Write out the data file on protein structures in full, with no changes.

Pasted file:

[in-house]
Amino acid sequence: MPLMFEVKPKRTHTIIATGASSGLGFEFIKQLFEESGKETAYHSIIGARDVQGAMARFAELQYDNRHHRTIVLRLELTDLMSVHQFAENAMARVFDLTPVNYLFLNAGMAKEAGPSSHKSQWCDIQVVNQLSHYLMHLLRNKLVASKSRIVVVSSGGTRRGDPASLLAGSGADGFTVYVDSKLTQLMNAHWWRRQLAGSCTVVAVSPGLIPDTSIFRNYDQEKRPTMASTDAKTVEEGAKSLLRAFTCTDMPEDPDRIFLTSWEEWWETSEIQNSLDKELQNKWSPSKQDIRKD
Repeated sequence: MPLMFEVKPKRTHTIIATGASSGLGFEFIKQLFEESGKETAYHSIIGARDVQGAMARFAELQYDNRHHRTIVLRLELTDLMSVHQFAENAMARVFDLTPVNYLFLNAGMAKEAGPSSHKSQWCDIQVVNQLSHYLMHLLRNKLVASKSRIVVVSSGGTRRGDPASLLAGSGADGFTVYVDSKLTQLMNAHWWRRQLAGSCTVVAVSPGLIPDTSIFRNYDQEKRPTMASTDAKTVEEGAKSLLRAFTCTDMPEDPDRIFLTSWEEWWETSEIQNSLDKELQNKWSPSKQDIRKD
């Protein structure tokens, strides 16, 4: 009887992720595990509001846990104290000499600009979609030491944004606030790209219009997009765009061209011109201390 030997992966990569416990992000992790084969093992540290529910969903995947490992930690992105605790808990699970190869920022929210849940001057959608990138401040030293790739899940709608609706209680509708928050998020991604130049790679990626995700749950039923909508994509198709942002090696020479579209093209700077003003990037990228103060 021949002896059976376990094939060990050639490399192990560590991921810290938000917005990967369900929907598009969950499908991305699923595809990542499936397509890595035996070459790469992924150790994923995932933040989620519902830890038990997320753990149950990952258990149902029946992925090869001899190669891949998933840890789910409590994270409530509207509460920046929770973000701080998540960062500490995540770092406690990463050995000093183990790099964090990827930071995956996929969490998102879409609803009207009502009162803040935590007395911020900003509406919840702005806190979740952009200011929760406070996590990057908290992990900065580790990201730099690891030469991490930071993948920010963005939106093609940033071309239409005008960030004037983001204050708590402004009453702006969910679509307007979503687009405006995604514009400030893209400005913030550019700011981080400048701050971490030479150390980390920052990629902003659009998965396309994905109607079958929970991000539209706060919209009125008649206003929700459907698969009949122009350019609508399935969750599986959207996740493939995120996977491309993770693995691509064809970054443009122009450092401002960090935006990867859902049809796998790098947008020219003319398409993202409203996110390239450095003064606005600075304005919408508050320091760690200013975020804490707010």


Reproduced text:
[in-house]
Amino acid sequence: MPLMFEVKPKRTHTIIATGASSGLGFEFIKQLFEESGKETAYHSIIGARDVQGAMARFAELQYDNRHHRTIVLRLELTDLMSVHQFAENAMARVFDLTPVNYLFLNAGMAKEAGPSSHKSQWCDIQVVNQLSHYLMHLLRNKLVASKSRIVVVSSGGTRRGDPASLLAGSGADGFTVYVDSKLTQLMNAHWWRRQLAGSCTVVAVSPGLIPDTSIFRNYDQEKRPTMASTDAKTVEEGAKSLLRAFTCTDMPEDPDRIFLTSWEEWWETSEIQNSLDKELQNKWSPSKQDIRKD
Repeated sequence: MPLMFEVKPKRTHTIIATGASSGLGFEFIKQLFEESGKETAYHSIIGARDVQGAMARFAELQYDNRHHRTIVLRLELTDLMSVHQFAENAMARVFDLTPVNYLFLNAGMAKEAGPSSHKSQWCDIQVVNQLSHYLMHLLRNKLVASKSRIVVVSSGGTRRGDPASLLAGSGADGFTVYVDSKLTQLMNAHWWRRQLAGSCTVVAVSPGLIPDTSIFRNYDQEKRPTMASTDAKTVEEGAKSLLRAFTCTDMPEDPDRIFLTSWEEWWETSEIQNSLDKELQNKWSPSKQDIRKD
């Protein structure tokens, strides 16, 4: 009887992720595990509001846990104290000499600009979609030491944004606030790209219009997009765009061209011109201390 030997992966990569416990992000992790084969093992540290529910969903995947490992930690992105605790808990699970190869920022929210849940001057959608990138401040030293790739899940709608609706209680509708928050998020991604130049790679990626995700749950039923909508994509198709942002090696020479579209093209700077003003990037990228103060 021949002896059976376990094939060990050639490399192990560590991921810290938000917005990967369900929907598009969950499908991305699923595809990542499936397509890595035996070459790469992924150790994923995932933040989620519902830890038990997320753990149950990952258990149902029946992925090869001899190669891949998933840890789910409590994270409530509207509460920046929770973000701080998540960062500490995540770092406690990463050995000093183990790099964090990827930071995956996929969490998102879409609803009207009502009162803040935590007395911020900003509406919840702005806190979740952009200011929760406070996590990057908290992990900065580790990201730099690891030469991490930071993948920010963005939106093609940033071309239409005008960030004037983001204050708590402004009453702006969910679509307007979503687009405006995604514009400030893209400005913030550019700011981080400048701050971490030479150390980390920052990629902003659009998965396309994905109607079958929970991000539209706060919209009125008649206003929700459907698969009949122009350019609508399935969750599986959207996740493939995120996977491309993770693995691509064809970054443009122009450092401002960090935006990867859902049809796998790098947008020219003319398409993202409203996110390239450095003064606005600075304005919408508050320091760690200013975020804490707010």